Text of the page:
HMS Protector Completes First Antarctic Mission

The Navy’s sole Antarctic research ship has completed her first stint of the year around the frozen continent – which has revealed the impact of global warning.
HMS Protector is on a five-year mission to support international research into wildlife, the changing climate and shifting waters of Antarctica and upholding the UK’s long-standing commitment to the region.

The Plymouth-based icebreaker has three concerted ‘work periods’ planned around the Antarctic Peninsula before autumn descends on the region and rules out her moving safely around numerous bases and through icy waters.

Her first stint which spanned the festive season into the first days of 2022 started with work around the South Sandwich Islands to support research into the penguin populace.

From there the distinctive red-white survey ship moved deeper into the Antarctic region to continue her scientific mission in some of the bleakest, most remote islands on the planet.

Naval charts of some of the waters around islands such as Southern Thule and the Cook Islands have not been updated in nearly a century – without any of the highly-accurate sensors and technology fitted to Protector herself or her small survey boats.

The challenge was made all the greater by unfavorable sea conditions and grounded icebergs, forcing Protector to spend two days sheltering inside a caldera – the hollowed-out innards of a volcano – waiting for a weather window to put a landing party ashore.

Whilst there the ship surveyed an uncharted portion on the west coast of Cook – the eastern part of the two islands forming the caldera – as her survey motorboat surveyed the east coast of Thule under the lee of glacial cliffs.

After crossing another 600 miles of the Scotia Sea – described by crew as “lively” – the ship got stuck into to work in the South Orkneys, another far-flung, uninhabited British archipelago on the fringe of Antarctica.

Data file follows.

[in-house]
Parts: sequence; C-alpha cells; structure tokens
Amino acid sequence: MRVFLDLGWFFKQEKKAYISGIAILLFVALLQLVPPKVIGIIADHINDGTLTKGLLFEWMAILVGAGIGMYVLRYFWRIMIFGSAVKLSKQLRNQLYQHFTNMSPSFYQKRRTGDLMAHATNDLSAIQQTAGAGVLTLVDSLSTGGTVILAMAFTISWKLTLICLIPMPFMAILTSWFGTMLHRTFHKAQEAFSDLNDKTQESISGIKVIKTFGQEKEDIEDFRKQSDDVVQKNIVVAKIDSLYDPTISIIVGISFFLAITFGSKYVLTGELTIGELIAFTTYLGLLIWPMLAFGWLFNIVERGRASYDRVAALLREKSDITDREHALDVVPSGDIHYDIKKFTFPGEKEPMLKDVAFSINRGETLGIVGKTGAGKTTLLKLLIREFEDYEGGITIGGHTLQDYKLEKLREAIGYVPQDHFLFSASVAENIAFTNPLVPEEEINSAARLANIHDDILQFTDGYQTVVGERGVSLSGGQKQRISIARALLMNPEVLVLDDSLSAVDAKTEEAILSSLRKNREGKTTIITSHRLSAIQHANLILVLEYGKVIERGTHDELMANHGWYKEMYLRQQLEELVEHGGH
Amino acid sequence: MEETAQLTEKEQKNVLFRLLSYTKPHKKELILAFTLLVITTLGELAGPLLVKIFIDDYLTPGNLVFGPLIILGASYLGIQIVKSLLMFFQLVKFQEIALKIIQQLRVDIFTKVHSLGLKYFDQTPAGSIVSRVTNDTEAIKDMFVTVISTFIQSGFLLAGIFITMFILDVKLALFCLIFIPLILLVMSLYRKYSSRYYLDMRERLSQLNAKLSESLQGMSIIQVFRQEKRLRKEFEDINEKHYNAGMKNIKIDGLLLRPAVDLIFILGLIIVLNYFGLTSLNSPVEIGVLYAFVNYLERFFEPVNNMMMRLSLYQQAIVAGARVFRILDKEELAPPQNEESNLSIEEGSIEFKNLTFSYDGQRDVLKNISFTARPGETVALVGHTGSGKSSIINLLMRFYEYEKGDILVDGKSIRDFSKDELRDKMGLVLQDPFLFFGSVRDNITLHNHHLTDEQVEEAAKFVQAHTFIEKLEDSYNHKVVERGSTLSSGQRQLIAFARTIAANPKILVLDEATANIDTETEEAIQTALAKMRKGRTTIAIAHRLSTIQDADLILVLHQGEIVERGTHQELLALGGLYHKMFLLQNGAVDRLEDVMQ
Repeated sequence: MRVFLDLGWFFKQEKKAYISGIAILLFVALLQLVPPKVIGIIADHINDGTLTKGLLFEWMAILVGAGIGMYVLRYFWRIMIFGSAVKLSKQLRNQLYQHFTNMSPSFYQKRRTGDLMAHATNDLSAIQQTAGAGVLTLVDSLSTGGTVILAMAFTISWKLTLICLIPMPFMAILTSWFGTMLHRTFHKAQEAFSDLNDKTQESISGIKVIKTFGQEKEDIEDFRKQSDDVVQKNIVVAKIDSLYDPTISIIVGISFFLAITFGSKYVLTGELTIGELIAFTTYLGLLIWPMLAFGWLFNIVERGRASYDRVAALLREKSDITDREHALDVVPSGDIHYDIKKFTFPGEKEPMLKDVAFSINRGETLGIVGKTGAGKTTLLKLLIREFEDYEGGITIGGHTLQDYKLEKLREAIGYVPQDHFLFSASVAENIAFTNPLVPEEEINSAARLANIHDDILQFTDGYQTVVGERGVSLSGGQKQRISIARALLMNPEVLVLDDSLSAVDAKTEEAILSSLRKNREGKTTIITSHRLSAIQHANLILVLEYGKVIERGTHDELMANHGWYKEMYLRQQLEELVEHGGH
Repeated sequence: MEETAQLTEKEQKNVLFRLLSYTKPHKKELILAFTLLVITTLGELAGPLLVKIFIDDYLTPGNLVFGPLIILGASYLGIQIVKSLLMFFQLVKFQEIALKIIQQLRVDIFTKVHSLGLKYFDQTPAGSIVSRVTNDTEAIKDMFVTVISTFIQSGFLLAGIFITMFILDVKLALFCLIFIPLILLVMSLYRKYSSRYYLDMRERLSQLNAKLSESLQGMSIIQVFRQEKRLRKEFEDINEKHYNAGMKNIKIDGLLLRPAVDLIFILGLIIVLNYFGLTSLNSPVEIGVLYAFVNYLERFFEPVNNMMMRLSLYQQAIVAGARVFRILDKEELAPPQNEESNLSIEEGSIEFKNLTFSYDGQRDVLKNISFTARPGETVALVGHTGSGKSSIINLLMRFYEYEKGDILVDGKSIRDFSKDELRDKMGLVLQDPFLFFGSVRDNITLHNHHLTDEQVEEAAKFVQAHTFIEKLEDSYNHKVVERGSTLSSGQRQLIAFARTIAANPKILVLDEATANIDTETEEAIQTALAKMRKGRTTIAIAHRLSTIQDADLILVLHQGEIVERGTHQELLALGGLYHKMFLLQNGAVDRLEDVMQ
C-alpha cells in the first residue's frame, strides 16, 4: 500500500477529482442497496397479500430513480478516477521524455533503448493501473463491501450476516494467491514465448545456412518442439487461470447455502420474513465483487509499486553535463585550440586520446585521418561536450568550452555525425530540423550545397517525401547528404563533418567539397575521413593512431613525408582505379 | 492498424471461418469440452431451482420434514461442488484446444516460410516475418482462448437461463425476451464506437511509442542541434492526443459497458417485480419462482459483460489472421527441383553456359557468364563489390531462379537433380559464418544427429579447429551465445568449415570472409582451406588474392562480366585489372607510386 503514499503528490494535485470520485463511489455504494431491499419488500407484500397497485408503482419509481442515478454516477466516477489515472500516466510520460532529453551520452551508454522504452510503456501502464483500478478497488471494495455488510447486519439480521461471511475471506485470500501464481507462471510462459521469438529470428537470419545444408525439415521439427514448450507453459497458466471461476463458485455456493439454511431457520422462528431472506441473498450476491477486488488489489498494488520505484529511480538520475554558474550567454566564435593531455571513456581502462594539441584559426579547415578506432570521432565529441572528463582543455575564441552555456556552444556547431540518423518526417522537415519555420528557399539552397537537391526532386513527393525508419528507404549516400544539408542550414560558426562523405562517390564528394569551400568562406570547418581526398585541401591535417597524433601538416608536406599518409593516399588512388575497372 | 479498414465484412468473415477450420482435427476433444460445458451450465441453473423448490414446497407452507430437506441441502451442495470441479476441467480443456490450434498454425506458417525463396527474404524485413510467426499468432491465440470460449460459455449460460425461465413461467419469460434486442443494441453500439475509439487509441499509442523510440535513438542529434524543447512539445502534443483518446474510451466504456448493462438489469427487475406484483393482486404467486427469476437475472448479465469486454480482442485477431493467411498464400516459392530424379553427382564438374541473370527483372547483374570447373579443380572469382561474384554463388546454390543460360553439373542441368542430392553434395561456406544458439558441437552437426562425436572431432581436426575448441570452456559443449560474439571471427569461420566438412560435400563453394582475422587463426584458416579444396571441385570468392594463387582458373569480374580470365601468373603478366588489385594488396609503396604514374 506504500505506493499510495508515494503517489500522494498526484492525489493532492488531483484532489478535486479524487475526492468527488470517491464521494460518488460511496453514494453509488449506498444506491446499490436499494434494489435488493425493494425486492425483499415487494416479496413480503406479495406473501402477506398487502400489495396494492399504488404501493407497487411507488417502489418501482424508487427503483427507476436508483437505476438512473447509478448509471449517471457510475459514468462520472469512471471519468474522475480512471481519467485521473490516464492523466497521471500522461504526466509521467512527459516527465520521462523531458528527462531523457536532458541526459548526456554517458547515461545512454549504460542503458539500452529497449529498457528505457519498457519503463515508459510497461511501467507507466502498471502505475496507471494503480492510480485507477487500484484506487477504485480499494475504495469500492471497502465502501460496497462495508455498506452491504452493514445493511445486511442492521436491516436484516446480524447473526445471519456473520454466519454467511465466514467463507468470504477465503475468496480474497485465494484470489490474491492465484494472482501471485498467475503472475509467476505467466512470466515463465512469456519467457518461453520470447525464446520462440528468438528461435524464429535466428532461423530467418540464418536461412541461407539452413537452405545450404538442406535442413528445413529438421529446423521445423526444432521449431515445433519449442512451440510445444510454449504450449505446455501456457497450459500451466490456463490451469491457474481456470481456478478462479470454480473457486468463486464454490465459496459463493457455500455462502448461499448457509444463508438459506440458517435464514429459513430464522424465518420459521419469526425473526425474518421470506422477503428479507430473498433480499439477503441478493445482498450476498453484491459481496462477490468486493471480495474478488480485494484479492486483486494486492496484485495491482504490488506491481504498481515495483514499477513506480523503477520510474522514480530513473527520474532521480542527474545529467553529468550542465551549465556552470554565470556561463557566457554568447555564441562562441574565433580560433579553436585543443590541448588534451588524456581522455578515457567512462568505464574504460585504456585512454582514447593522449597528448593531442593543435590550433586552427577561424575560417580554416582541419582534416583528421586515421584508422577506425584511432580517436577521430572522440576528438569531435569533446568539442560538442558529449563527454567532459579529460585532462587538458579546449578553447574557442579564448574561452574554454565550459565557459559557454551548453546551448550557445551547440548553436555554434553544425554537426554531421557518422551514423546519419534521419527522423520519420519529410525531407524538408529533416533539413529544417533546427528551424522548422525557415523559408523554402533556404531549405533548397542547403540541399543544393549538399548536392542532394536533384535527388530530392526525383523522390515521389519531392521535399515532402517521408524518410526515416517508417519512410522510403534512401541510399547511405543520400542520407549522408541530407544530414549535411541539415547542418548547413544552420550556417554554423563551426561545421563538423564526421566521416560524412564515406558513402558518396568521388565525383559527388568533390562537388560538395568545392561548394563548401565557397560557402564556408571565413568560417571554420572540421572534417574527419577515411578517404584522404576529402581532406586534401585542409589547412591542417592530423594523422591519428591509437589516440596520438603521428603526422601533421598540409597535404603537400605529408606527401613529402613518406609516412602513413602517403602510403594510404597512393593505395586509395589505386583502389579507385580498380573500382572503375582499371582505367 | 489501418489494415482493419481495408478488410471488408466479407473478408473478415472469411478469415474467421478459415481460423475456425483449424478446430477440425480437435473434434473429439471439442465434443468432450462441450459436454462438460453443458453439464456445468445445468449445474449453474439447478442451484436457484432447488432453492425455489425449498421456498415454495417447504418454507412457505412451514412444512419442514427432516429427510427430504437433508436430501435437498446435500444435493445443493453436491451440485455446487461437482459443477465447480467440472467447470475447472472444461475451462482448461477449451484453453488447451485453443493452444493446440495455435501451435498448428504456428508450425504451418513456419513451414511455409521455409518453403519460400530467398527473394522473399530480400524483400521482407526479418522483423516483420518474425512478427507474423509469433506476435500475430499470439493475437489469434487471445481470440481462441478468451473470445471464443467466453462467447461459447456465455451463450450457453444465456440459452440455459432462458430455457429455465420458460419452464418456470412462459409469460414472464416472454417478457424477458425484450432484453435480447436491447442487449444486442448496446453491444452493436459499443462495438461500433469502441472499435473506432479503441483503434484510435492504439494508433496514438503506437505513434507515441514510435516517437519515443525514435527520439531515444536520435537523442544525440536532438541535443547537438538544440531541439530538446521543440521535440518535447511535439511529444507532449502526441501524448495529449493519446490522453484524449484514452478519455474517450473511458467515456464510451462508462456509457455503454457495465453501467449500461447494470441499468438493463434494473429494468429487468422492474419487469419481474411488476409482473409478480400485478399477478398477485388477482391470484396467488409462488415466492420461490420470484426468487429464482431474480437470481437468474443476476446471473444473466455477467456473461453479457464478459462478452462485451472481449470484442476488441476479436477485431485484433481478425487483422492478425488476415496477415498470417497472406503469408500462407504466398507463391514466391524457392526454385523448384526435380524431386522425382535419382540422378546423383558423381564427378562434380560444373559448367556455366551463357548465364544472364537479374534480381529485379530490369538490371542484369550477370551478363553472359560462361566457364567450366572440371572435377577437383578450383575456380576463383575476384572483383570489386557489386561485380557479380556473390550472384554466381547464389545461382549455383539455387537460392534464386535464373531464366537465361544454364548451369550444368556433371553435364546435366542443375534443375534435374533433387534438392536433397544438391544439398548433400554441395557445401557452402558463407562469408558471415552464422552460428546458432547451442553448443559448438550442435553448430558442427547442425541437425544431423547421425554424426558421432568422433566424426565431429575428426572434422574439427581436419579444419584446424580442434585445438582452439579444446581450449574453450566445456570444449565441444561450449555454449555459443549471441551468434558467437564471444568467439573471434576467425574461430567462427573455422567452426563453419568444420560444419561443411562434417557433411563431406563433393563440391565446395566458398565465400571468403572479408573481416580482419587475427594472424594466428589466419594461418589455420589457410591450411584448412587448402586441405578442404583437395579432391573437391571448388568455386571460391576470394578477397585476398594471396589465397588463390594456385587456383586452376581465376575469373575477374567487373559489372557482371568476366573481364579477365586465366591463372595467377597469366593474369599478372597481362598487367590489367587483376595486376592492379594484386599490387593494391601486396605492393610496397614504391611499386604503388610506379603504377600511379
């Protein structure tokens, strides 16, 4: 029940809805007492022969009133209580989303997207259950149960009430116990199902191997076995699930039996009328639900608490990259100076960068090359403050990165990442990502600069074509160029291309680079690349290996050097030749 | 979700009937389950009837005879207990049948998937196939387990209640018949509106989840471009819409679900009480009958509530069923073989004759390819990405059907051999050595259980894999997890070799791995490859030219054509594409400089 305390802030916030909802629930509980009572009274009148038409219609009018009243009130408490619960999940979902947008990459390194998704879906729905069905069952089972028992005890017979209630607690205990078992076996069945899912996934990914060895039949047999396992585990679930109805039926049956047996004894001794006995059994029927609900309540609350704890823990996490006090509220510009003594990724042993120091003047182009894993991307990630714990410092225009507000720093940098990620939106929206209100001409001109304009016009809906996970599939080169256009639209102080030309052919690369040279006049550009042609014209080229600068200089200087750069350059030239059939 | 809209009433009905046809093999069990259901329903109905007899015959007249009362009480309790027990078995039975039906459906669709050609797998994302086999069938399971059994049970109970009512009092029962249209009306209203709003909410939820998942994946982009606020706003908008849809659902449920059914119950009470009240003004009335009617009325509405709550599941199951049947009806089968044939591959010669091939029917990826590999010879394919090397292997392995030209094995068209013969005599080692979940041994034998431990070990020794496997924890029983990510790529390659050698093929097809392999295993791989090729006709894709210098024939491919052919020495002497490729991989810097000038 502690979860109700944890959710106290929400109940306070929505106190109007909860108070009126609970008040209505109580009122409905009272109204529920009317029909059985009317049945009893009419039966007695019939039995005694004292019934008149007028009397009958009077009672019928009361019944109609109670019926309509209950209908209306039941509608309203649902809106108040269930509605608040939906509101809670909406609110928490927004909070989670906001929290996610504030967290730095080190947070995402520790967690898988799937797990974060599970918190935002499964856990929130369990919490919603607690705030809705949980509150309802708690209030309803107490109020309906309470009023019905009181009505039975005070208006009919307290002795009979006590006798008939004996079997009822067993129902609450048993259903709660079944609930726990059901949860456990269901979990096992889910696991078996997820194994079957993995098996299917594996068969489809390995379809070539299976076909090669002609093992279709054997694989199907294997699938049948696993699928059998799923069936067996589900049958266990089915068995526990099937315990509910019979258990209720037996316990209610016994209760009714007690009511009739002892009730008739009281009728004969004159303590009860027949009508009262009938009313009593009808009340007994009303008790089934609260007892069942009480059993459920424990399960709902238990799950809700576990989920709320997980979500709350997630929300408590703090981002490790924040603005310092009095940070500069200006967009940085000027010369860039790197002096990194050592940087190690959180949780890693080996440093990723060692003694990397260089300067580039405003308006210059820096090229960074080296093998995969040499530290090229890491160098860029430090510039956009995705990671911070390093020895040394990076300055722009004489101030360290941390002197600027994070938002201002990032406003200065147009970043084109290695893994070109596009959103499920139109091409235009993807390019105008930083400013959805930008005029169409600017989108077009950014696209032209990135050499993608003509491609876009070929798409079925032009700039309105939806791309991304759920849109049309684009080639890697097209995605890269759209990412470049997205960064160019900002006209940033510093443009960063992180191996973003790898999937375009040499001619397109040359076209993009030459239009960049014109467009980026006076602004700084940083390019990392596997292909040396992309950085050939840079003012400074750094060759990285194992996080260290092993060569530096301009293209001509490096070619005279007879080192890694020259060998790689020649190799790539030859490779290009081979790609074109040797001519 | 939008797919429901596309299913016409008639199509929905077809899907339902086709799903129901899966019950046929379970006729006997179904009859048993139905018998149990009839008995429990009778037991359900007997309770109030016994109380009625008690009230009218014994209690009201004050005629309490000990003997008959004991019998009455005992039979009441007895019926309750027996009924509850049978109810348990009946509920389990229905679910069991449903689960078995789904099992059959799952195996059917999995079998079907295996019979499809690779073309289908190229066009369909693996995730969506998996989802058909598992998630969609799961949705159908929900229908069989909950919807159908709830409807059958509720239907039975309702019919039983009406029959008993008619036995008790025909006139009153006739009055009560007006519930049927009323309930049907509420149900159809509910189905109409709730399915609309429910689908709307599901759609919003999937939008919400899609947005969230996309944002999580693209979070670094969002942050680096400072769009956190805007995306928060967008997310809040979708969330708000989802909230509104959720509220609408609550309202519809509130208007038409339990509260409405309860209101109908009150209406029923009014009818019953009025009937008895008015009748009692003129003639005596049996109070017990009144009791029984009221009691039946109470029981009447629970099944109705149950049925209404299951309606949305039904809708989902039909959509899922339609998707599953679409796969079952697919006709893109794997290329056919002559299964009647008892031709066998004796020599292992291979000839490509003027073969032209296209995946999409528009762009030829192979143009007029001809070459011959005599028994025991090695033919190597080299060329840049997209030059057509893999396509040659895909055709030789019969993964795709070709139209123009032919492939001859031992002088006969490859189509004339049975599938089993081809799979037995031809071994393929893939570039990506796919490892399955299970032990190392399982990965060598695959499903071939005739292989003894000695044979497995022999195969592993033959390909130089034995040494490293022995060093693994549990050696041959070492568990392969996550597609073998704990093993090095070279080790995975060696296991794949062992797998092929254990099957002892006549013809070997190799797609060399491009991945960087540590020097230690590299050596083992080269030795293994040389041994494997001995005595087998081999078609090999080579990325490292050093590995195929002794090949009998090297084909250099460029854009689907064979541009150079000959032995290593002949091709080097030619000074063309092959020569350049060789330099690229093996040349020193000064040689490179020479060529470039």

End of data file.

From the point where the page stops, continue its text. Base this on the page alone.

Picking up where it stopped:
Sunshine Glacier on Coronation Island – roughly 750 miles from the Falklands and 350 from the Antarctic Peninsula – has retreated three quarters of a mile over the past 30 years as a result of global warming.

In doing so, it’s revealed uncharted waters in what is dubbed ‘Iceberg Bay’ for Protector to survey while the weather abated sufficiently for the ship to scan the waters off the neighboring island of Signy and found a dangerous shoal on the approach to Cummings Cove, having separately proved the presence of a dangerous rock in Borge Bay.

Supporting the work of the British Antarctic Survey, Protector’s Commanding Officer Captain Michael Wood led a team landing on Signy to mark the beginning of the ‘summer season’; the research station is only occupied in the austral summer. Sailors found no damage had been caused to the base by the harsh weather over the winter, ready for scientists to move into study penguins, petrels and the island’s rich biodiversity.

Signy was the first in a series of bases and research centres the ship has called in on: Base Y (Horseshoe Island) – built in 1955 and abandoned five years later, so it’s a time capsule of a bygone era of Antarctic exploration – the large BAS facility at Rothera for Christmas – where Covid precautions meant the sailors couldn’t mix with the scientists to join in festivities – and the Argentinian research base at San Martin.

In the Lemaire Channel there was the opportunity for the 70 sailors and Royal Marines to get their cameras out. Despite near-perfect weather for the passage, Protector found navigating the strait tricky with significant concentrations of ice and icebergs which almost completely blocked the southern entrance.

Deception Island – a flooded caldera of a still-active volcano – provided more photo opportunities and visits led by Protector’s second-in-command Commander Thomas Boeckx to Spanish and Argentine bases brought the curtain down on the first work period of the Antarctic summer and Protector headed back to the Falklands to restock/resupply before returning to the snow and ice.

“We’ve completed the first of our three work packages as part of Operation Austral and exceeded all the objectives we set by some measure. It’s been a far-flung, survey-intense and photographic-rich circumnavigation of UK territories in the Scotia Sea,” said Captain Wood.

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